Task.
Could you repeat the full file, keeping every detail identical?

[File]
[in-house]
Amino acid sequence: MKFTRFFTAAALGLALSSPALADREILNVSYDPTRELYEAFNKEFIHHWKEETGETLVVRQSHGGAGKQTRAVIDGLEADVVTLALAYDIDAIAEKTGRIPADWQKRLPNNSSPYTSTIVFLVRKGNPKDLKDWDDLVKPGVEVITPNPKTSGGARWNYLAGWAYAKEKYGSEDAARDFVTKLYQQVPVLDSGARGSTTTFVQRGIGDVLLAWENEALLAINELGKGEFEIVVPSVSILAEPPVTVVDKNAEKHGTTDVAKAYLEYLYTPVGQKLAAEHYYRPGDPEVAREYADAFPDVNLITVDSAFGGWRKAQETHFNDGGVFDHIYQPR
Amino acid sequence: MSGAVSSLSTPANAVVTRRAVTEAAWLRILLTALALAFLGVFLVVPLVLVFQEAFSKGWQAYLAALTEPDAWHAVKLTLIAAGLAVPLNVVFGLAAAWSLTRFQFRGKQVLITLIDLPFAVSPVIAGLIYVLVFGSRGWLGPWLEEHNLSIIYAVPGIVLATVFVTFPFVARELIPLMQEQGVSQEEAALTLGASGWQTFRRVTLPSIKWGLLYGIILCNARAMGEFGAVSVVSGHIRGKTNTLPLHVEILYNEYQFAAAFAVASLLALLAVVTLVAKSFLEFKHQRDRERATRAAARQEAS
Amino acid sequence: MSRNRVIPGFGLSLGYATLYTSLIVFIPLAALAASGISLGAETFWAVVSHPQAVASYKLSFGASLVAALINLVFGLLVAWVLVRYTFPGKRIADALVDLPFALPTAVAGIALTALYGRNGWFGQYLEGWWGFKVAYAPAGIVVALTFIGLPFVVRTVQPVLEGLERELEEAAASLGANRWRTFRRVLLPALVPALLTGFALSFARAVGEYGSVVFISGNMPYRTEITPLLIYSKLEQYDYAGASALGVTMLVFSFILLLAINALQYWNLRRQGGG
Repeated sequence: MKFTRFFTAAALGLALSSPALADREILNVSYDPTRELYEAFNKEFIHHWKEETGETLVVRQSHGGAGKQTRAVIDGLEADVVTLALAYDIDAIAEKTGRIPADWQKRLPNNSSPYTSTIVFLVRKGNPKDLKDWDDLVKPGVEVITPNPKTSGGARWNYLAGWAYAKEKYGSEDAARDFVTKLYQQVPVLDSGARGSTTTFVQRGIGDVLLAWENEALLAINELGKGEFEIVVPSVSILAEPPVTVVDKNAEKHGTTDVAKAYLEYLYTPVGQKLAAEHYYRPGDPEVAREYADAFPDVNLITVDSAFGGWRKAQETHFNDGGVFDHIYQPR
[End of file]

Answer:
[in-house]
Amino acid sequence: MKFTRFFTAAALGLALSSPALADREILNVSYDPTRELYEAFNKEFIHHWKEETGETLVVRQSHGGAGKQTRAVIDGLEADVVTLALAYDIDAIAEKTGRIPADWQKRLPNNSSPYTSTIVFLVRKGNPKDLKDWDDLVKPGVEVITPNPKTSGGARWNYLAGWAYAKEKYGSEDAARDFVTKLYQQVPVLDSGARGSTTTFVQRGIGDVLLAWENEALLAINELGKGEFEIVVPSVSILAEPPVTVVDKNAEKHGTTDVAKAYLEYLYTPVGQKLAAEHYYRPGDPEVAREYADAFPDVNLITVDSAFGGWRKAQETHFNDGGVFDHIYQPR
Amino acid sequence: MSGAVSSLSTPANAVVTRRAVTEAAWLRILLTALALAFLGVFLVVPLVLVFQEAFSKGWQAYLAALTEPDAWHAVKLTLIAAGLAVPLNVVFGLAAAWSLTRFQFRGKQVLITLIDLPFAVSPVIAGLIYVLVFGSRGWLGPWLEEHNLSIIYAVPGIVLATVFVTFPFVARELIPLMQEQGVSQEEAALTLGASGWQTFRRVTLPSIKWGLLYGIILCNARAMGEFGAVSVVSGHIRGKTNTLPLHVEILYNEYQFAAAFAVASLLALLAVVTLVAKSFLEFKHQRDRERATRAAARQEAS
Amino acid sequence: MSRNRVIPGFGLSLGYATLYTSLIVFIPLAALAASGISLGAETFWAVVSHPQAVASYKLSFGASLVAALINLVFGLLVAWVLVRYTFPGKRIADALVDLPFALPTAVAGIALTALYGRNGWFGQYLEGWWGFKVAYAPAGIVVALTFIGLPFVVRTVQPVLEGLERELEEAAASLGANRWRTFRRVLLPALVPALLTGFALSFARAVGEYGSVVFISGNMPYRTEITPLLIYSKLEQYDYAGASALGVTMLVFSFILLLAINALQYWNLRRQGGG
Repeated sequence: MKFTRFFTAAALGLALSSPALADREILNVSYDPTRELYEAFNKEFIHHWKEETGETLVVRQSHGGAGKQTRAVIDGLEADVVTLALAYDIDAIAEKTGRIPADWQKRLPNNSSPYTSTIVFLVRKGNPKDLKDWDDLVKPGVEVITPNPKTSGGARWNYLAGWAYAKEKYGSEDAARDFVTKLYQQVPVLDSGARGSTTTFVQRGIGDVLLAWENEALLAINELGKGEFEIVVPSVSILAEPPVTVVDKNAEKHGTTDVAKAYLEYLYTPVGQKLAAEHYYRPGDPEVAREYADAFPDVNLITVDSAFGGWRKAQETHFNDGGVFDHIYQPR